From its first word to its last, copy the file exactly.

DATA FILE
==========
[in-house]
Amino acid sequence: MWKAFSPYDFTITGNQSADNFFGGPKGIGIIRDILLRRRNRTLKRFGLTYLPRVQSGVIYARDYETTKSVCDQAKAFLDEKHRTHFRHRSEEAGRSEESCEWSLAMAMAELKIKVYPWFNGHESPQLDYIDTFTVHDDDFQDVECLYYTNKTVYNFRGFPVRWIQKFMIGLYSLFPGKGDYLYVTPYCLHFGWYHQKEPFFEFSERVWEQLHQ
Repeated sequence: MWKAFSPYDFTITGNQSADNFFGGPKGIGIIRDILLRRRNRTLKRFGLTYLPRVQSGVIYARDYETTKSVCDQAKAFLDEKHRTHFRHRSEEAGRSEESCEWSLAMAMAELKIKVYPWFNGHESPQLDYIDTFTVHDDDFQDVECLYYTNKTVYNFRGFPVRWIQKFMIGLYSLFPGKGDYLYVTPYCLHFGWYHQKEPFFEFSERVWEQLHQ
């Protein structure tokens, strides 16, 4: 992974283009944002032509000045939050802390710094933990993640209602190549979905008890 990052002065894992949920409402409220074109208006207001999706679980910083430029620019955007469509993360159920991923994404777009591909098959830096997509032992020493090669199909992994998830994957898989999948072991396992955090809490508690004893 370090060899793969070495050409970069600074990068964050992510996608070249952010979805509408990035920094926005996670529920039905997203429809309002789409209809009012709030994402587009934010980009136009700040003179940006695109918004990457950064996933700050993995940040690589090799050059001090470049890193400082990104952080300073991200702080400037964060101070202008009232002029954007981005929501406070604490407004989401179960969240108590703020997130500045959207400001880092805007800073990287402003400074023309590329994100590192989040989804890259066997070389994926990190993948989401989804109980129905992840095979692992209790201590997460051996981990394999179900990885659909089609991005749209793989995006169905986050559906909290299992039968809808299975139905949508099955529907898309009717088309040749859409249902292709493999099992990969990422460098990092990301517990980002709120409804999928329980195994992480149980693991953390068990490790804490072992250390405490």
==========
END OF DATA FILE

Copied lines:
[in-house]
Amino acid sequence: MWKAFSPYDFTITGNQSADNFFGGPKGIGIIRDILLRRRNRTLKRFGLTYLPRVQSGVIYARDYETTKSVCDQAKAFLDEKHRTHFRHRSEEAGRSEESCEWSLAMAMAELKIKVYPWFNGHESPQLDYIDTFTVHDDDFQDVECLYYTNKTVYNFRGFPVRWIQKFMIGLYSLFPGKGDYLYVTPYCLHFGWYHQKEPFFEFSERVWEQLHQ
Repeated sequence: MWKAFSPYDFTITGNQSADNFFGGPKGIGIIRDILLRRRNRTLKRFGLTYLPRVQSGVIYARDYETTKSVCDQAKAFLDEKHRTHFRHRSEEAGRSEESCEWSLAMAMAELKIKVYPWFNGHESPQLDYIDTFTVHDDDFQDVECLYYTNKTVYNFRGFPVRWIQKFMIGLYSLFPGKGDYLYVTPYCLHFGWYHQKEPFFEFSERVWEQLHQ
């Protein structure tokens, strides 16, 4: 992974283009944002032509000045939050802390710094933990993640209602190549979905008890 990052002065894992949920409402409220074109208006207001999706679980910083430029620019955007469509993360159920991923994404777009591909098959830096997509032992020493090669199909992994998830994957898989999948072991396992955090809490508690004893 370090060899793969070495050409970069600074990068964050992510996608070249952010979805509408990035920094926005996670529920039905997203429809309002789409209809009012709030994402587009934010980009136009700040003179940006695109918004990457950064996933700050993995940040690589090799050059001090470049890193400082990104952080300073991200702080400037964060101070202008009232002029954007981005929501406070604490407004989401179960969240108590703020997130500045959207400001880092805007800073990287402003400074023309590329994100590192989040989804890259066997070389994926990190993948989401989804109980129905992840095979692992209790201590997460051996981990394999179900990885659909089609991005749209793989995006169905986050559906909290299992039968809808299975139905949508099955529907898309009717088309040749859409249902292709493999099992990969990422460098990092990301517990980002709120409804999928329980195994992480149980693991953390068990490790804490072992250390405490």